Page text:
Check The Locks
Organizations have invested millions towards improved information security since the start of the pandemic, which galvanized a worldwide explosion of cybercrime. C-suites are increasingly recognizing cybersecurity as a business risk, viewing its necessity as more than just an IT problem.
Zero-Trust Strategy | Fortinet
Traditional security models operate under the assumption that everything inside the organization’s network should be trusted. However, automatically extending trust to any device or user puts the organization at risk when either becomes compromised, whether intentionally or unintentionally. That is why many security leaders are turning to a zero-trust approach to identify, authenticate, and monitor users and devices, both on and off network.
Top Security Concerns Stemming from Digital Innovation
Digital innovation (DI) initiatives are designed to improve a company’s efficiency and customer experience. However, this is often accomplished by deploying new systems and solutions, including Internet-of-Things (IoT) devices, mobile devices, cloud computing, and new branch locations. These create additional security and operational complexities that open up an organization to new cyber risks.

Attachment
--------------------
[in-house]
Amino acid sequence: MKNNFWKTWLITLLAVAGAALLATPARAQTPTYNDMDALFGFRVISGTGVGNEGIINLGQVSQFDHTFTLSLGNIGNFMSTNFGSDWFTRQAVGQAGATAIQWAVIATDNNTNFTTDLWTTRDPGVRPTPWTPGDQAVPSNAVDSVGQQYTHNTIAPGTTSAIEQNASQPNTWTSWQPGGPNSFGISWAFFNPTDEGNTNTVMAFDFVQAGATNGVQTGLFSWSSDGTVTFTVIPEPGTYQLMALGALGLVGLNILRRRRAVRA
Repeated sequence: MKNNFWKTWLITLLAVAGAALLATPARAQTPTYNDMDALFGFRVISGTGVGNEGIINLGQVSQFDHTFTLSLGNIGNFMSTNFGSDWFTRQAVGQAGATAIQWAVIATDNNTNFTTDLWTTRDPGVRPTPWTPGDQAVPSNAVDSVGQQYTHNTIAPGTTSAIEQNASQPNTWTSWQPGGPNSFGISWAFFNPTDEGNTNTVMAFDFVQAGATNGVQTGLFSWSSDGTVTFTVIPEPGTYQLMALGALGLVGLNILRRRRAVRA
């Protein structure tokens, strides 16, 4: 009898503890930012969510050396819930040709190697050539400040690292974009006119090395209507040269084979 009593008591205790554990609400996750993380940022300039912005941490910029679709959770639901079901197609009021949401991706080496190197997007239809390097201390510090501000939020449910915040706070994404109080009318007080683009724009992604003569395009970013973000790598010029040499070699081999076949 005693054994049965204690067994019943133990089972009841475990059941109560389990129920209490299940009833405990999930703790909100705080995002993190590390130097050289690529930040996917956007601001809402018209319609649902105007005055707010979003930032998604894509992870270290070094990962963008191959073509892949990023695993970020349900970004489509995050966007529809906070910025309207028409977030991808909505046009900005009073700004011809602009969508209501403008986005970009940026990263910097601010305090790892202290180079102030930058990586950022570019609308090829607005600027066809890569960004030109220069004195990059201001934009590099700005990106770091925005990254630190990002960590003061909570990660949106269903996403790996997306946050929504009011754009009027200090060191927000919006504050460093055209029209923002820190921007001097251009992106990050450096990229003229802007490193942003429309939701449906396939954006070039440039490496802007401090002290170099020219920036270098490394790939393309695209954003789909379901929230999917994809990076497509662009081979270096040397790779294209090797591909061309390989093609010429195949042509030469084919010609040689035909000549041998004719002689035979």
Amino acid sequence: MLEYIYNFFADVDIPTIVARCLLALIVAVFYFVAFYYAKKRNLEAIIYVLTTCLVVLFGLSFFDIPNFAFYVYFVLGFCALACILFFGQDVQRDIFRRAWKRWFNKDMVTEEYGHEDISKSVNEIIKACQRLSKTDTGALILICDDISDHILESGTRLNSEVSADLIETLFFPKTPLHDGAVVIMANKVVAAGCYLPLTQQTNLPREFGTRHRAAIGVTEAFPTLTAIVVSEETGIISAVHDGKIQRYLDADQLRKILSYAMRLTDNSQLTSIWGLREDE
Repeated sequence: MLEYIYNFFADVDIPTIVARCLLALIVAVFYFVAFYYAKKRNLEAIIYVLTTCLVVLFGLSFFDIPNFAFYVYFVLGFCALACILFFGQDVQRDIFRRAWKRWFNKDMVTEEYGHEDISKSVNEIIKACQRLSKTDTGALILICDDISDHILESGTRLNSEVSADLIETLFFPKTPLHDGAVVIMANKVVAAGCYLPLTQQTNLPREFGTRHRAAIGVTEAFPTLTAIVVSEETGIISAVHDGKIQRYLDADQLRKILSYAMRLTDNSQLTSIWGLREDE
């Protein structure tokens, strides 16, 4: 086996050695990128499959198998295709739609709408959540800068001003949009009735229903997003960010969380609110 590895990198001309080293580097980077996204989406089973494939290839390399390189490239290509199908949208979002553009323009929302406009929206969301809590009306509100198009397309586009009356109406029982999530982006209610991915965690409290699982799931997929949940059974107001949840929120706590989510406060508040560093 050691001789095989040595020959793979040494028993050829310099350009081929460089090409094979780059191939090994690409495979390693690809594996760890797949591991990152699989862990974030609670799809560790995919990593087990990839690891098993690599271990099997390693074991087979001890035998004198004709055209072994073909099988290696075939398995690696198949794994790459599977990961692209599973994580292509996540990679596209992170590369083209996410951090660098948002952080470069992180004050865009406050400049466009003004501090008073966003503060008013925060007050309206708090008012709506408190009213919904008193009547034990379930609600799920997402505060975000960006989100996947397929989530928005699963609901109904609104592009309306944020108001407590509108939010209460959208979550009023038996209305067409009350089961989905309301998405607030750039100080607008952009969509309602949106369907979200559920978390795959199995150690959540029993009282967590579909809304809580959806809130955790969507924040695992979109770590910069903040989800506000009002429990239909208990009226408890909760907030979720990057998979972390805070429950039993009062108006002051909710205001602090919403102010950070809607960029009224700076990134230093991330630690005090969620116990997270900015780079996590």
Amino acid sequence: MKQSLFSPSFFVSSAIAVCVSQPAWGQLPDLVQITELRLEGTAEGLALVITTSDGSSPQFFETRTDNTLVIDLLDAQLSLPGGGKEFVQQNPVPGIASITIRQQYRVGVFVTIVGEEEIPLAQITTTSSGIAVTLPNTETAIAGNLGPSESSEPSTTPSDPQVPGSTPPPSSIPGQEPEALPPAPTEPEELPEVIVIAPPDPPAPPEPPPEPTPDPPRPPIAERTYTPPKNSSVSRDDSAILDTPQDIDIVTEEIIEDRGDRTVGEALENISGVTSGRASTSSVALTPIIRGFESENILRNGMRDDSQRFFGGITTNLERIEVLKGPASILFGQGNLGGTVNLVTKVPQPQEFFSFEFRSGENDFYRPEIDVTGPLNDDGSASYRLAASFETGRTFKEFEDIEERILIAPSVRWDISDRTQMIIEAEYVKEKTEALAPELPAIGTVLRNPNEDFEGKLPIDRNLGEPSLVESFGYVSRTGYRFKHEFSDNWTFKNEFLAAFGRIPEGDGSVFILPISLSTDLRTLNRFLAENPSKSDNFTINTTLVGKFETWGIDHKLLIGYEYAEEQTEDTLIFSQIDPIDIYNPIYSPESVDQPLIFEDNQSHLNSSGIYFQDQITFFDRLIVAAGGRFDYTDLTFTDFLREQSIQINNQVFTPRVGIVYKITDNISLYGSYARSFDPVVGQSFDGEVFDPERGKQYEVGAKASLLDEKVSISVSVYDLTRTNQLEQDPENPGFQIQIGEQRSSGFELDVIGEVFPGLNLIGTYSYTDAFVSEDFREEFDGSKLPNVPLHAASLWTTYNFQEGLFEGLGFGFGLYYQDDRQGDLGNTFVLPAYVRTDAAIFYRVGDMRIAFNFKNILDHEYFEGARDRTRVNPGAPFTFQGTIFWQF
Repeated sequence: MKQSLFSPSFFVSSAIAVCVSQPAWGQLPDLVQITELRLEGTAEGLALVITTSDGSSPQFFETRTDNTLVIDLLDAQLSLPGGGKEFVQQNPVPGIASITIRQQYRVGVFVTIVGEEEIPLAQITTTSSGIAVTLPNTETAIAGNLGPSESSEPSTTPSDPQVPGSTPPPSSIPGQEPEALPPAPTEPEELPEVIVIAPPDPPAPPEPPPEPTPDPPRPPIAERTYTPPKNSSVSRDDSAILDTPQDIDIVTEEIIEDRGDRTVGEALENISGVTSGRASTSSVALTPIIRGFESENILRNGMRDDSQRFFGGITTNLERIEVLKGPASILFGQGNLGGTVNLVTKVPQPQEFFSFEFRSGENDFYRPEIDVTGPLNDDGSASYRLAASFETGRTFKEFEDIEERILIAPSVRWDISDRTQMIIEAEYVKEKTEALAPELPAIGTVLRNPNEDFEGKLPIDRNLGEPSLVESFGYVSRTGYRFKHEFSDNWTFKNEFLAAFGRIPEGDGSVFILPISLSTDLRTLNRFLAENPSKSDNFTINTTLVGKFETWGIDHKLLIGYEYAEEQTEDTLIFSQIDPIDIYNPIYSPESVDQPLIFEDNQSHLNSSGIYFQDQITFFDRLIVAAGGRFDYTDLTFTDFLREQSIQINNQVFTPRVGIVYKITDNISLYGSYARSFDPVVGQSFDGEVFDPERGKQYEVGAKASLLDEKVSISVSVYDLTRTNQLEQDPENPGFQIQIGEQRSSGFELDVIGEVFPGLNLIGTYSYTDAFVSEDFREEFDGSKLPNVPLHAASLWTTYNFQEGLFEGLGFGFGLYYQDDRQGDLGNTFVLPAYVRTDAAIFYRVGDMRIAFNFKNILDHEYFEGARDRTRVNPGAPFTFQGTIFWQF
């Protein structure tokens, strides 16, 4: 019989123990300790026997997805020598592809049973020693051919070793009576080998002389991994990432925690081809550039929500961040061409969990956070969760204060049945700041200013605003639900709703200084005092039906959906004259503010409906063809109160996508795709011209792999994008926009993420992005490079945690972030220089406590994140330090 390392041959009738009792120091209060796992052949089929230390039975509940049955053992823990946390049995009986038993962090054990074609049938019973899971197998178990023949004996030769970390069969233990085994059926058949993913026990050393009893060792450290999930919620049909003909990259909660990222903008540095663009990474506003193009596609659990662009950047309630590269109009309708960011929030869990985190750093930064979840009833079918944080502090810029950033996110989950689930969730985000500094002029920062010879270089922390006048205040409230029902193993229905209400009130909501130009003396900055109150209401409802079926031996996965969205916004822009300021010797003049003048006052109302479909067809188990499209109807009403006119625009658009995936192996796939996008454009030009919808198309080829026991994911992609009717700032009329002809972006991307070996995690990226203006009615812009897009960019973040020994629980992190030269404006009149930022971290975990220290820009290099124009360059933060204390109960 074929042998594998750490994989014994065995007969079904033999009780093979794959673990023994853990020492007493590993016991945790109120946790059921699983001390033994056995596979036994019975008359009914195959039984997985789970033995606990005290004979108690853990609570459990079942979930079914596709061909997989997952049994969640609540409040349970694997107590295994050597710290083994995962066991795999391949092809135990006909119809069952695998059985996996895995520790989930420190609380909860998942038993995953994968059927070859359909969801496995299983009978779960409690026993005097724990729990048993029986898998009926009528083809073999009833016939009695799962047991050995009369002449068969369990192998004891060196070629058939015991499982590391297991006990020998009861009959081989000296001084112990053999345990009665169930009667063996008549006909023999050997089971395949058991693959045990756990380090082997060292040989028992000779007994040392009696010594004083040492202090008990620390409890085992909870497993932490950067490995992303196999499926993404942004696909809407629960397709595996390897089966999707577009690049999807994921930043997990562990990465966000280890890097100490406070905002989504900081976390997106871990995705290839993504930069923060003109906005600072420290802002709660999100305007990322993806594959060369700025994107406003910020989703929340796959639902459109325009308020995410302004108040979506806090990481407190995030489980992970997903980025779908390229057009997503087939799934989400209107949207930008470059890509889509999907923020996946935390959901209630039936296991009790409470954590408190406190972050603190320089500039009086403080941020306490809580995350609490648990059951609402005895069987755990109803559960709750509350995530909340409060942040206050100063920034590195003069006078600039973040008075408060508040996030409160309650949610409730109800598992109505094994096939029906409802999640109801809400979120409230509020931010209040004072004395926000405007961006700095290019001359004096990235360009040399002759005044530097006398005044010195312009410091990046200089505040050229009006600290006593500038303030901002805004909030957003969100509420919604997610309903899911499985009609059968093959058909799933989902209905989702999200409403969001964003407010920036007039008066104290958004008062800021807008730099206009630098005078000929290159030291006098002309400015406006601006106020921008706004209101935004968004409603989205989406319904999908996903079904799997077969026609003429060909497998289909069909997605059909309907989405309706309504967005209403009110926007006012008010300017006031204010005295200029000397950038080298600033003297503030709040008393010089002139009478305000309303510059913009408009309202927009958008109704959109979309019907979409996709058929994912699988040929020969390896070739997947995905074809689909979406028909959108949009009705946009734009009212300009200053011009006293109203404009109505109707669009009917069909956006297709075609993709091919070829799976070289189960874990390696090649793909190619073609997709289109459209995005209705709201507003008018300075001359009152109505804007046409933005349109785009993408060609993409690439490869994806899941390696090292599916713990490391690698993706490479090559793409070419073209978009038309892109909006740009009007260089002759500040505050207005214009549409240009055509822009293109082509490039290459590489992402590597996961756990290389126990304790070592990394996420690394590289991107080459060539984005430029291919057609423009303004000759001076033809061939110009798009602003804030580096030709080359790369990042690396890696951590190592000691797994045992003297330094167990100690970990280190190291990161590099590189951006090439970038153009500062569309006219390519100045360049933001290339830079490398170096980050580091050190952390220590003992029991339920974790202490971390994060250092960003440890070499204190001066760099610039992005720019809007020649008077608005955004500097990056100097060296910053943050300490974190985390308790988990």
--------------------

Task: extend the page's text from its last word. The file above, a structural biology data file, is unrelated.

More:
As digital attack surfaces expand and the cyber-threat landscape evolves, security teams commonly attempt to address new risks through deployment of point security products. However, the additional complexity associated with monitoring and managing these point solutions, exacerbated by new data protection regulations, leaves security teams unprepared to protect the organization against cyber threats.
Simplifying SD-WAN Operations with Single-pane Management
Software-defined wide-area networking (SD-WAN) is rapidly replacing traditional WAN for remote office and branch deployments. While SD-WAN offers performance benefits that support new digital innovations, many SD-WAN solutions lack consolidated networking and security features. In response, many network leaders have had to add a complex assortment of tools and solutions to manage and protect their SD-WAN deployments. Instead, they need a simplified approach to contain costs, improve efficiency, and reduce risks. FortiGate Secure SD-WAN addresses each of these requirements, combining next-generation firewalls (NGFWs) with integrated solutions for management and analytics to centralize and simplify SD-WAN operations.
Simplify Business Communications with Fortinet
Managing voice communications has become increasingly challenging as corporate offices have become more geographically distributed, employees have begun working remotely or using mobile devices, and more and more businesses have adopted a bring-your-own-device policy. Legacy communications technologies supported by onsite network engineering and operations staff have difficulty supporting these environments. Many are also left unprotected against fraudsters and intruders. That is why Fortinet offers a scalable, comprehensive voice communications solution.
Secure Remote Access for Your Workforce at Scale